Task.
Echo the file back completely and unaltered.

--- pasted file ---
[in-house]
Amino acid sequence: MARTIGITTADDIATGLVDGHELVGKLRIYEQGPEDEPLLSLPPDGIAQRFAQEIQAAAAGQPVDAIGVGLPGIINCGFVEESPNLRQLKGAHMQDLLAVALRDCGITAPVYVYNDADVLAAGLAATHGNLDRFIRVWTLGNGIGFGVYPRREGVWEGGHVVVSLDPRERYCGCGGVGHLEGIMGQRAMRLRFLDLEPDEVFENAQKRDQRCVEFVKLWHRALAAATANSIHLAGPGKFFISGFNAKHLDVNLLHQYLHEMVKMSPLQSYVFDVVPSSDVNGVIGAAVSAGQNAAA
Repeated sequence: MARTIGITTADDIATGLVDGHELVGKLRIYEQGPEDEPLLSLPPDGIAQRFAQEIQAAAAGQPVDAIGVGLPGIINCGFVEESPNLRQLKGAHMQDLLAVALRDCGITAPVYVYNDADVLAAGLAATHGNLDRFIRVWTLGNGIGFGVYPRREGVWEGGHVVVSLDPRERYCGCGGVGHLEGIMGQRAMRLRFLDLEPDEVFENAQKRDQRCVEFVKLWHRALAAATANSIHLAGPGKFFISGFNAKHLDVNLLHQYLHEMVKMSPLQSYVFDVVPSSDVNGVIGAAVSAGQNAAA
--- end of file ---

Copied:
[in-house]
Amino acid sequence: MARTIGITTADDIATGLVDGHELVGKLRIYEQGPEDEPLLSLPPDGIAQRFAQEIQAAAAGQPVDAIGVGLPGIINCGFVEESPNLRQLKGAHMQDLLAVALRDCGITAPVYVYNDADVLAAGLAATHGNLDRFIRVWTLGNGIGFGVYPRREGVWEGGHVVVSLDPRERYCGCGGVGHLEGIMGQRAMRLRFLDLEPDEVFENAQKRDQRCVEFVKLWHRALAAATANSIHLAGPGKFFISGFNAKHLDVNLLHQYLHEMVKMSPLQSYVFDVVPSSDVNGVIGAAVSAGQNAAA
Repeated sequence: MARTIGITTADDIATGLVDGHELVGKLRIYEQGPEDEPLLSLPPDGIAQRFAQEIQAAAAGQPVDAIGVGLPGIINCGFVEESPNLRQLKGAHMQDLLAVALRDCGITAPVYVYNDADVLAAGLAATHGNLDRFIRVWTLGNGIGFGVYPRREGVWEGGHVVVSLDPRERYCGCGGVGHLEGIMGQRAMRLRFLDLEPDEVFENAQKRDQRCVEFVKLWHRALAAATANSIHLAGPGKFFISGFNAKHLDVNLLHQYLHEMVKMSPLQSYVFDVVPSSDVNGVIGAAVSAGQNAAA